18 September 2007 02:34 [Source: ICIS news]
HOUSTON (ICIS news)--Business conditions for the fertilizer industry will remain buoyant for the next few years due to biofuels demand, low global grain stocks, and limited new supply of nitrogen fertilizer, Canadian producer Agrium said on Monday.
"Farmers are making money. They are planting from fence post to fence post," chief financial officer Bruce Waterman said.
The biofuels boom will underpin crop prices as ethanol plants in particular expand their consumption of corn in the US, Waterman told investors at a Bank of America conference in San Francisco.
In the 2008-2009 crop season, ethanol plants would consume around one third of the US corn crop, Waterman said.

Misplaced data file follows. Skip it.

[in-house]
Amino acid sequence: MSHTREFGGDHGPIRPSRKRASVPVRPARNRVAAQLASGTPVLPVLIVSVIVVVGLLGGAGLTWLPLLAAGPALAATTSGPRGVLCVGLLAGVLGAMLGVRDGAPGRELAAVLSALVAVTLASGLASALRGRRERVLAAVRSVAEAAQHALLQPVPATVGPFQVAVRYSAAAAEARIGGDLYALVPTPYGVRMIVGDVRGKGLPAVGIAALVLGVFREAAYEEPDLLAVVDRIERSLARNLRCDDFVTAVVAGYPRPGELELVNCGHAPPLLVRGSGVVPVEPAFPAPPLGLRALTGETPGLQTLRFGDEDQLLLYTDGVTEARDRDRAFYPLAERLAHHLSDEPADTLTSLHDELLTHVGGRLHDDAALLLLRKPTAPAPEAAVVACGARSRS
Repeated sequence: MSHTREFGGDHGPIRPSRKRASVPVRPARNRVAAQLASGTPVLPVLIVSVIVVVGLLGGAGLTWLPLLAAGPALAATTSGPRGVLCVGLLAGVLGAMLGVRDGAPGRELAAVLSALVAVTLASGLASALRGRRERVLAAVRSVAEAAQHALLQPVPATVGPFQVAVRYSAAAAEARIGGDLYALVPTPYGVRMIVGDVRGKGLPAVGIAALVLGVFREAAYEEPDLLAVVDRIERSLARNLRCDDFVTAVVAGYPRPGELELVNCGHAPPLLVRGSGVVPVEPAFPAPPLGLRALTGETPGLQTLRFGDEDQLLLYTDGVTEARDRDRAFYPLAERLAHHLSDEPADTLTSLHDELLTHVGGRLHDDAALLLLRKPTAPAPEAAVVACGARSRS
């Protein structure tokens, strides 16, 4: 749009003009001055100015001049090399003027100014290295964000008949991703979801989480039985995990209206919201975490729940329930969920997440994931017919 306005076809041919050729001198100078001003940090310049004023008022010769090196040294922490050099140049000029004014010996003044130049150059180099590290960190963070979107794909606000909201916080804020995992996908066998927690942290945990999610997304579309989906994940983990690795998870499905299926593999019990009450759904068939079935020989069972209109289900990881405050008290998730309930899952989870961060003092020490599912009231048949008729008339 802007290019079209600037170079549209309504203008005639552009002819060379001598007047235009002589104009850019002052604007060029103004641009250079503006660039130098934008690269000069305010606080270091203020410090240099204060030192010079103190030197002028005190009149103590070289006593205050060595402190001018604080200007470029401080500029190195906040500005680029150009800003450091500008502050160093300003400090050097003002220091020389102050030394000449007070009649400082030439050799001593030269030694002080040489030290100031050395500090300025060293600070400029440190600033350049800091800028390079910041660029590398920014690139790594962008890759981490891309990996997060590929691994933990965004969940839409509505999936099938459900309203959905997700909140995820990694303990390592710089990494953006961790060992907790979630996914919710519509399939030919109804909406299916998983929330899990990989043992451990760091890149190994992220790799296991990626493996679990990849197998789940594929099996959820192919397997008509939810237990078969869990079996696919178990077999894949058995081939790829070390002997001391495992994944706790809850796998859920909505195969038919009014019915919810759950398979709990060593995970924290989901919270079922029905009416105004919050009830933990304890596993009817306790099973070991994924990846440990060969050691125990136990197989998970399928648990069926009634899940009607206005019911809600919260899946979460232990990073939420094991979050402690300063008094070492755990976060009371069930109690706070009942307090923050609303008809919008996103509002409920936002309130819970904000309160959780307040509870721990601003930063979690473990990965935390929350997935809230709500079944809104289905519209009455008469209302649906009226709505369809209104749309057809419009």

On 12 September, the US Department of Agriculture revised its forecasts for corn use to show the ethanol industry would consume 23% of the corn supply in 2007-2008, compared with 17% in 2006-2007 and 12% in 2005-2006.
The support for corn prices has spilled over to other crops such as wheat, giving the farm sector a broad boost and lifting fertilizer demand, Waterman said.
Global grain stocks are down to their lowest levels in modern history, he said.
Apart from the biofuels impact, the growth of the middle class in Asian societies has also put the world into a grain deficit, with consumption outstripping supply.
"It's something that can't go on forever," Waterman said.
He also noted that the biofuels factor is not limited to the US, with the wave also lifting demand for canola in Canada, palm oil in Malaysia and sugar cane in Brazil.
Calgary-based Agrium has a 60% stake in a nitrogen plant in Egypt that is due to start up in 2010.
Waterman said that looking ahead, Agrium would be focusing on expanding its North American import and distribution business, including adding warehouses, terminals and barges. He did not give details.Waterman's presentation was broadcast via a webcast.
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